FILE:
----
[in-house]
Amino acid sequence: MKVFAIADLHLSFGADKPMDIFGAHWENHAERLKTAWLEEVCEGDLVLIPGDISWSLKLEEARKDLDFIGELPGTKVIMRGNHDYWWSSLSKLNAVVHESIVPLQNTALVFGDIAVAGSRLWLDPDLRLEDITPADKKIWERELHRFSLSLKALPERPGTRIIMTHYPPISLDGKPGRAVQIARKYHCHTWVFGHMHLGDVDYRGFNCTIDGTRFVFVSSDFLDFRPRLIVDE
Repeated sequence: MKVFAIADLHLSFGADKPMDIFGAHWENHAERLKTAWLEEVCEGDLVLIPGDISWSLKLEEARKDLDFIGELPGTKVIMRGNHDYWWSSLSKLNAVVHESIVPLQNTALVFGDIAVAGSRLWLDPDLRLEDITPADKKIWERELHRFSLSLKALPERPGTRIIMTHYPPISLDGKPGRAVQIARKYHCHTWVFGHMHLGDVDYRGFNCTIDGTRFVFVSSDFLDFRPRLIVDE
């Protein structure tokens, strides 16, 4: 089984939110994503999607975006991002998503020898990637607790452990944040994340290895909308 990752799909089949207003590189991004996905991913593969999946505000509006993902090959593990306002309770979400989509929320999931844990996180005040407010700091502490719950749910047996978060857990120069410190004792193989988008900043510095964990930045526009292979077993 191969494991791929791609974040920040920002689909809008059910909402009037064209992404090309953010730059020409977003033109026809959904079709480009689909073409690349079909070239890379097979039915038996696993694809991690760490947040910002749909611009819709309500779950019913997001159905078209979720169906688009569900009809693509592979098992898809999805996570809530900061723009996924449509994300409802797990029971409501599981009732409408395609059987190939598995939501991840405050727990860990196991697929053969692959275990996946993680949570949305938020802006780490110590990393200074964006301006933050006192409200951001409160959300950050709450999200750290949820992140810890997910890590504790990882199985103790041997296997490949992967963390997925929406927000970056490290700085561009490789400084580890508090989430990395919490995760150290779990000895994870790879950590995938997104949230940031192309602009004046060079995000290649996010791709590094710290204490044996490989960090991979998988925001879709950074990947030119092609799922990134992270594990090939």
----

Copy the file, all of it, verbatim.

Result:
[in-house]
Amino acid sequence: MKVFAIADLHLSFGADKPMDIFGAHWENHAERLKTAWLEEVCEGDLVLIPGDISWSLKLEEARKDLDFIGELPGTKVIMRGNHDYWWSSLSKLNAVVHESIVPLQNTALVFGDIAVAGSRLWLDPDLRLEDITPADKKIWERELHRFSLSLKALPERPGTRIIMTHYPPISLDGKPGRAVQIARKYHCHTWVFGHMHLGDVDYRGFNCTIDGTRFVFVSSDFLDFRPRLIVDE
Repeated sequence: MKVFAIADLHLSFGADKPMDIFGAHWENHAERLKTAWLEEVCEGDLVLIPGDISWSLKLEEARKDLDFIGELPGTKVIMRGNHDYWWSSLSKLNAVVHESIVPLQNTALVFGDIAVAGSRLWLDPDLRLEDITPADKKIWERELHRFSLSLKALPERPGTRIIMTHYPPISLDGKPGRAVQIARKYHCHTWVFGHMHLGDVDYRGFNCTIDGTRFVFVSSDFLDFRPRLIVDE
């Protein structure tokens, strides 16, 4: 089984939110994503999607975006991002998503020898990637607790452990944040994340290895909308 990752799909089949207003590189991004996905991913593969999946505000509006993902090959593990306002309770979400989509929320999931844990996180005040407010700091502490719950749910047996978060857990120069410190004792193989988008900043510095964990930045526009292979077993 191969494991791929791609974040920040920002689909809008059910909402009037064209992404090309953010730059020409977003033109026809959904079709480009689909073409690349079909070239890379097979039915038996696993694809991690760490947040910002749909611009819709309500779950019913997001159905078209979720169906688009569900009809693509592979098992898809999805996570809530900061723009996924449509994300409802797990029971409501599981009732409408395609059987190939598995939501991840405050727990860990196991697929053969692959275990996946993680949570949305938020802006780490110590990393200074964006301006933050006192409200951001409160959300950050709450999200750290949820992140810890997910890590504790990882199985103790041997296997490949992967963390997925929406927000970056490290700085561009490789400084580890508090989430990395919490995760150290779990000895994870790879950590995938997104949230940031192309602009004046060079995000290649996010791709590094710290204490044996490989960090991979998988925001879709950074990947030119092609799922990134992270594990090939």